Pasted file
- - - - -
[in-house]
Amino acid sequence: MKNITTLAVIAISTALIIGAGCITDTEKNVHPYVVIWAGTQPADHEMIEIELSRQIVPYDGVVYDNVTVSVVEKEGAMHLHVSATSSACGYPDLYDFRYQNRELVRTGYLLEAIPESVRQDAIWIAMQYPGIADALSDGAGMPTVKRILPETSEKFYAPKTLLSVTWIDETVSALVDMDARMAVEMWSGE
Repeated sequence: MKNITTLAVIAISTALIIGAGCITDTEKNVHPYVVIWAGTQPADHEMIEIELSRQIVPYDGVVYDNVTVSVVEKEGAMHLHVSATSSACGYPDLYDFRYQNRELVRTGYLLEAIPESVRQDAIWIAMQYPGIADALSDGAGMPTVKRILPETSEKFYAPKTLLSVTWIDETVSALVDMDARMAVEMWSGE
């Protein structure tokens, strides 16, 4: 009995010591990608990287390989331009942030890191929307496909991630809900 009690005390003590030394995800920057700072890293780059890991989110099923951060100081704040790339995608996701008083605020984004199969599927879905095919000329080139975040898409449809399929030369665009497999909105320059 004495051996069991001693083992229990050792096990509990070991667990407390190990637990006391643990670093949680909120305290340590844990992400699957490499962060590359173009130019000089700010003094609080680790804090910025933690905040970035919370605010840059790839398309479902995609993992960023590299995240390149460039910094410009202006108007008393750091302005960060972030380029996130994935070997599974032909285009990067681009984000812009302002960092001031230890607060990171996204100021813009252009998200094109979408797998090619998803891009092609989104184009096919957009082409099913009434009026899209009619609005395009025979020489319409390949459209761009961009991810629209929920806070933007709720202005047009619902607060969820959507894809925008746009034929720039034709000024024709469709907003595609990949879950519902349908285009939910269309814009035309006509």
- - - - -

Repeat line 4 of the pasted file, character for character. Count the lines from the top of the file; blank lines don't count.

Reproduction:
């Protein structure tokens, strides 16, 4: 009995010591990608990287390989331009942030890191929307496909991630809900 009690005390003590030394995800920057700072890293780059890991989110099923951060100081704040790339995608996701008083605020984004199969599927879905095919000329080139975040898409449809399929030369665009497999909105320059 004495051996069991001693083992229990050792096990509990070991667990407390190990637990006391643990670093949680909120305290340590844990992400699957490499962060590359173009130019000089700010003094609080680790804090910025933690905040970035919370605010840059790839398309479902995609993992960023590299995240390149460039910094410009202006108007008393750091302005960060972030380029996130994935070997599974032909285009990067681009984000812009302002960092001031230890607060990171996204100021813009252009998200094109979408797998090619998803891009092609989104184009096919957009082409099913009434009026899209009619609005395009025979020489319409390949459209761009961009991810629209929920806070933007709720202005047009619902607060969820959507894809925008746009034929720039034709000024024709469709907003595609990949879950519902349908285009939910269309814009035309006509």